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The Outlook from Home: Jars, IWKC, Theodor Bastard, and Vihrea
A well-established Moscow hardcore outfit insists that now is the time to sing in Russian. Local political problems require a local response and register. Not everybody agrees, however.
New Names and Pain: Ploho, Srub, Zvezdi, Vhore, and Super Besse
In June a music event called "Pain Fest" will celebrate rock music from Serbia, Belarus, and - most importantly - Siberia. The bands from that part of Russia cultivate a link to the punk traditions of their home.
Four Distinct Albums: Alina Orlova, Kira Lao, Cload, and Mars Needs Lovers
Four new albums from Lithuanian and Russian performers lead to different interpretations of an LP - and why that format even matters any more. The answers, it transpires, depend on location and genre.
Pirates of the Past: Mumiy Troll, Electroforez, Obitel Telema, and Serdceder
The new Mumiy Troll album is entitled "Pirate Copies." Although a clear reference to copyright abuse, that same phrase becomes a talking point for several recent publications and their collective view of the past.
An Odd Sense of Home: Weloveyouwinona, Xuman, Volchok, and KDIMB
One of the biggest - and most basic - choices faced by a Slavic band today is that of language. The same choice is often dictated by assumptions of better job options, either abroad or at home.
Show Me a Dinosaur, Lucidvox, Karovas Milkshake, and Reserve de Marche
Four Russian rock publications play upon aspects of a psychedelic heritage. They either draw directly from Western traditions or extend the meaning of psychedelia from its roots in the Soviet '70s.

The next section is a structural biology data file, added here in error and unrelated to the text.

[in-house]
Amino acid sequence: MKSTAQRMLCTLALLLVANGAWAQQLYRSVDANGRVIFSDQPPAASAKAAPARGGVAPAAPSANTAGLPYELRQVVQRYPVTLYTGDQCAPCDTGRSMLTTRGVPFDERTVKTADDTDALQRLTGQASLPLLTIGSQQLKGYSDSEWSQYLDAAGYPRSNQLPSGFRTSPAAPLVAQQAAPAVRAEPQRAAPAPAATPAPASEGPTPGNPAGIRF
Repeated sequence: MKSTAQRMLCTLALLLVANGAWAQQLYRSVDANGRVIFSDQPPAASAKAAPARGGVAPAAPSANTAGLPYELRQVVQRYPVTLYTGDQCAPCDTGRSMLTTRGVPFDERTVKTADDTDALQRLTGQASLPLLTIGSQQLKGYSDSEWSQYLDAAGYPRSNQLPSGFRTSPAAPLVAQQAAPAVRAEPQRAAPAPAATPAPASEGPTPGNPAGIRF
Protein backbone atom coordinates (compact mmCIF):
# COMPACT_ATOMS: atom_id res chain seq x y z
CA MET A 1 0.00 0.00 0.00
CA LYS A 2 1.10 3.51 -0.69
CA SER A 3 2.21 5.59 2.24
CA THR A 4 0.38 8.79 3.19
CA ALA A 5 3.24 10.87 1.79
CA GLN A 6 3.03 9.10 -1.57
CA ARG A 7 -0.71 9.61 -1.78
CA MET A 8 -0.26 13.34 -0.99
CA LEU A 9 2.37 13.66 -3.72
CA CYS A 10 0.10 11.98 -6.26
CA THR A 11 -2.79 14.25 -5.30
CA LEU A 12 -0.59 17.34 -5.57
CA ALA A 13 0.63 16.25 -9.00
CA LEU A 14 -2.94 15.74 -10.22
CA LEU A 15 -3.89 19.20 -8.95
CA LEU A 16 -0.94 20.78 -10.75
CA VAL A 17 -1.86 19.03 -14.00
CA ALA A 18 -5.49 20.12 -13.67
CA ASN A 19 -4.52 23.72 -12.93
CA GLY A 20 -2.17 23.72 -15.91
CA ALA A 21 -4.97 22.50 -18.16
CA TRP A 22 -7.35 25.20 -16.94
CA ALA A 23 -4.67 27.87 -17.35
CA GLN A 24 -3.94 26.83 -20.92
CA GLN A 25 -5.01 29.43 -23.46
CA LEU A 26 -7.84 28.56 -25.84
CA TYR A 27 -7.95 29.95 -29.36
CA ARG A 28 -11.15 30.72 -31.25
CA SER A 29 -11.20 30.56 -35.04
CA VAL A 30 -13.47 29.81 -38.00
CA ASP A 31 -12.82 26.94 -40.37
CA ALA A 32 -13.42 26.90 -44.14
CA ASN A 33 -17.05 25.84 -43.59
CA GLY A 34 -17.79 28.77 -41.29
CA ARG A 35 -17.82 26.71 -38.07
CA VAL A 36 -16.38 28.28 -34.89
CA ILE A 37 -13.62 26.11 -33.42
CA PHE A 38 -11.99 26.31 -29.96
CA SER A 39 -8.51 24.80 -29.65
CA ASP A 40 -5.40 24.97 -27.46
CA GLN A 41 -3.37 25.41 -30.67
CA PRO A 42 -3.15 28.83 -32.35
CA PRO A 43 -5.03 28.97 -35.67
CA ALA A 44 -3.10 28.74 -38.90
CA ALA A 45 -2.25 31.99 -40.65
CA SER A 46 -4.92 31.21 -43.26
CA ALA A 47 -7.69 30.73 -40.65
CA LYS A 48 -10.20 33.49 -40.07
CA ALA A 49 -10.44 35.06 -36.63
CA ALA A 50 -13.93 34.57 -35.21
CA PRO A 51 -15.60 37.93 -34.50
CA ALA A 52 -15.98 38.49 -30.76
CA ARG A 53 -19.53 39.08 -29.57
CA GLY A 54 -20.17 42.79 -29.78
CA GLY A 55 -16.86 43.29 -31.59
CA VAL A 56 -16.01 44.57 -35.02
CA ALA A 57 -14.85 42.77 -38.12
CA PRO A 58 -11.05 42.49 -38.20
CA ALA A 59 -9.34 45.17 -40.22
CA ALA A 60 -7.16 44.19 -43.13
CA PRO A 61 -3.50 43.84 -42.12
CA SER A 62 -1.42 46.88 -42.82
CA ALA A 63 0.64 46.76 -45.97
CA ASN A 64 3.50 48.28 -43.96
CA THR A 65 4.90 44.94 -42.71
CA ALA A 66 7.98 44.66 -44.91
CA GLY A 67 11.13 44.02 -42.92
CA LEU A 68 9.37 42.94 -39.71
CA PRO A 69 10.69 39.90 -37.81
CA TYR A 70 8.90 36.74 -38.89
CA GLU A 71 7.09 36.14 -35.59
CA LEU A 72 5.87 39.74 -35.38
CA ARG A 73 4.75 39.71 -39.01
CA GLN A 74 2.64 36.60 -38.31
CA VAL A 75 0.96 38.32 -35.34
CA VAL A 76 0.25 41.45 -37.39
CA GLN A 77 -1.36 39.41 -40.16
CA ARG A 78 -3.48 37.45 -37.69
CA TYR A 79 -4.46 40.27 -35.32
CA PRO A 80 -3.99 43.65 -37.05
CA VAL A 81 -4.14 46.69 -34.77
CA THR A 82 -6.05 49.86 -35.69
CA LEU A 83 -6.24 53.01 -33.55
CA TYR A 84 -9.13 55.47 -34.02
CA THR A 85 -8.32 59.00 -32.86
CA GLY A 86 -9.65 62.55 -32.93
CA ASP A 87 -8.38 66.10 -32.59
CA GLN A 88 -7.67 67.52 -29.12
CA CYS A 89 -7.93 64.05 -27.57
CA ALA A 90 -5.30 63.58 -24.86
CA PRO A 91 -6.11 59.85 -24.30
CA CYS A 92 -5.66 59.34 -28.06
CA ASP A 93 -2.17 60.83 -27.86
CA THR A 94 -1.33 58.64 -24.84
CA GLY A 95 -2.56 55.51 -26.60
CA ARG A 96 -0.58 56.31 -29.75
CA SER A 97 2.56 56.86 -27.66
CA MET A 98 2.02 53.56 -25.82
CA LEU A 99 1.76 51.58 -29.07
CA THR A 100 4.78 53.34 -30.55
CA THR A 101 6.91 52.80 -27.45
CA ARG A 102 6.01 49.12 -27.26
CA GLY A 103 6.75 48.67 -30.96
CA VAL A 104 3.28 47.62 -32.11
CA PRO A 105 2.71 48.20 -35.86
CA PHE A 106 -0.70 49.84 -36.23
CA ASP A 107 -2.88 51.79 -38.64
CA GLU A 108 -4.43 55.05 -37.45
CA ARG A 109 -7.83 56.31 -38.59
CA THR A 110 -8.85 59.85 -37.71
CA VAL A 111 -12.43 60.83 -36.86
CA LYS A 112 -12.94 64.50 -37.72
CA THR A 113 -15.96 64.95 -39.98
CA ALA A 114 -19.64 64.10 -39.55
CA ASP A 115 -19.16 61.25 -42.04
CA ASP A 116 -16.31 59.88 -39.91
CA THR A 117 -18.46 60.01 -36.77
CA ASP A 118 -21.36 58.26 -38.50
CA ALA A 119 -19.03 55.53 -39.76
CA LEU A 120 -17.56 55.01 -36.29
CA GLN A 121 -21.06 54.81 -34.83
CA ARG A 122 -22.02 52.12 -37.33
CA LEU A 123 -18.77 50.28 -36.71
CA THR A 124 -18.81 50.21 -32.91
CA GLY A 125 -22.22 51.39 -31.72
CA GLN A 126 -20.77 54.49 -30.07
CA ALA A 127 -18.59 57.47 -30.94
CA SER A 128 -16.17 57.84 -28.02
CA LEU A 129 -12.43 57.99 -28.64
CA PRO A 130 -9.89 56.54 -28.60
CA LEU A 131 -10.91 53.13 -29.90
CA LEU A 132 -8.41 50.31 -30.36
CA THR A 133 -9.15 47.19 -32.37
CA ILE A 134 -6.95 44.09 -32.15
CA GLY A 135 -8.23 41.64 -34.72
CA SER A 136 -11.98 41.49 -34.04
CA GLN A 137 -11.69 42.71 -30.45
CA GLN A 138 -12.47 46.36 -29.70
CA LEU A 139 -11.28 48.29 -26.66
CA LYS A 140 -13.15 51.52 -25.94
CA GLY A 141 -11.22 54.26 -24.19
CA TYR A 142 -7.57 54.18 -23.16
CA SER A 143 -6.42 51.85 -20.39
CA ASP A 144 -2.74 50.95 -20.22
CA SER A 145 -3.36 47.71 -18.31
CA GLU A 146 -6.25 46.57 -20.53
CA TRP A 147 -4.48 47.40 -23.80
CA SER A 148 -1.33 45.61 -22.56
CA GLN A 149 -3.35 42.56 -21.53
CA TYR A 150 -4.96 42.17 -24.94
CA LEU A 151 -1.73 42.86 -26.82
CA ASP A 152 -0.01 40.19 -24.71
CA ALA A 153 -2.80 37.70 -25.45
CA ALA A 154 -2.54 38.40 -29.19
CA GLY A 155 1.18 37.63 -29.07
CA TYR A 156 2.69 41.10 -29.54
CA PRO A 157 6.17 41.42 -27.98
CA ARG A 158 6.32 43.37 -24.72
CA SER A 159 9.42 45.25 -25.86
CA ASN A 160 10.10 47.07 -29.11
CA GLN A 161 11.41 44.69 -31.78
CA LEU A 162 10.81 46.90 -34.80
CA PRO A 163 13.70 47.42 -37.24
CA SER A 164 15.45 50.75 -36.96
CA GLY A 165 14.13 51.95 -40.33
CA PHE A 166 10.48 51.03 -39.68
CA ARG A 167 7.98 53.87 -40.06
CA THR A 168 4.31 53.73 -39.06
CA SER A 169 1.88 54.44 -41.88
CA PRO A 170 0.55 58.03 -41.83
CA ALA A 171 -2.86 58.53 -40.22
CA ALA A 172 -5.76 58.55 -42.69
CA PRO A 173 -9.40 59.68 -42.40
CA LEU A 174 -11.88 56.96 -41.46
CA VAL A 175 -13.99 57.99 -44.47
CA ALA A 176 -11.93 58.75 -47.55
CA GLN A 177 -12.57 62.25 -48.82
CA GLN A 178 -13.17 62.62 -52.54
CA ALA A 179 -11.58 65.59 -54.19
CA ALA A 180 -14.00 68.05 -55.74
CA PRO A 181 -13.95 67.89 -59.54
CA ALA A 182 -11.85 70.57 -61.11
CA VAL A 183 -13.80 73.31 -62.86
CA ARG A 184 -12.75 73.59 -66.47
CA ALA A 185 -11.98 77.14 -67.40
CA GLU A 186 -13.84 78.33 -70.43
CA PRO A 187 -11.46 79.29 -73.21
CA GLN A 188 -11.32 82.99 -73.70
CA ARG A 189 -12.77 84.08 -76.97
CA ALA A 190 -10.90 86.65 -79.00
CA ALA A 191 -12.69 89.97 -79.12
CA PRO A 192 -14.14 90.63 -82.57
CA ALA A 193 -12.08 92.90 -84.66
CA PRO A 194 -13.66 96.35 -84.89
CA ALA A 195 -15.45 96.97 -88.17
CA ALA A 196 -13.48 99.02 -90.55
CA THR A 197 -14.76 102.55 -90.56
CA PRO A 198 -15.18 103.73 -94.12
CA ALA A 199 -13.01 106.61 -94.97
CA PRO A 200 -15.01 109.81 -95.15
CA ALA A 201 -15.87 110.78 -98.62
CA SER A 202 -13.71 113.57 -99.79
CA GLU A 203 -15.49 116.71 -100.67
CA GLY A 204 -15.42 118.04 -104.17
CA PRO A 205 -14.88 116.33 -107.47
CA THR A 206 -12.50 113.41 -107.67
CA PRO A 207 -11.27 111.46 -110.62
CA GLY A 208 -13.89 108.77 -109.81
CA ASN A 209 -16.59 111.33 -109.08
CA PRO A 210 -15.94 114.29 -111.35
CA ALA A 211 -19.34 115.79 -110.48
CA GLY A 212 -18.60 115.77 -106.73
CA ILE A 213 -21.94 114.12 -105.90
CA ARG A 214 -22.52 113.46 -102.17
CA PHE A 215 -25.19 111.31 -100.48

The Experty.BY Awards and a Sense of Home in Belarusian Songwriting
A few days ago, the Belarusian magazine Experty.BY announced a series of awards, dedicated to the best domestic music of last year. A wide range of prizes were involved, defined in terms of format or genre.
A Fleeting Present: Aortha & Goron, Shortparis, and L.I.M.B. (FFM48-50)
Various inevitabilities gather strength around three releases from Moscow, St. Petersburg, and Minsk. In the face of diminishing liberties, a certain presentism emerges, celebrating the here and now.
No Ordinary Love: Brunettes Shoot Blondes, Jack Wood, and "Girls on Fire"
A new Moscow EP brings together four ensembles all fronted by women - in order to celebrate March 8th. More important than either love or romance, it seems, are a range of related social issues.
The Light of a Distant Sky: Sasha Gagarin and K (Ivan Kamaldinov)
Two releases from Yekaterinburg and Petrozavodsk operate in different realms, yet find common inspiration. The silence of the night sky is peopled with cosmonauts and medieval angels.
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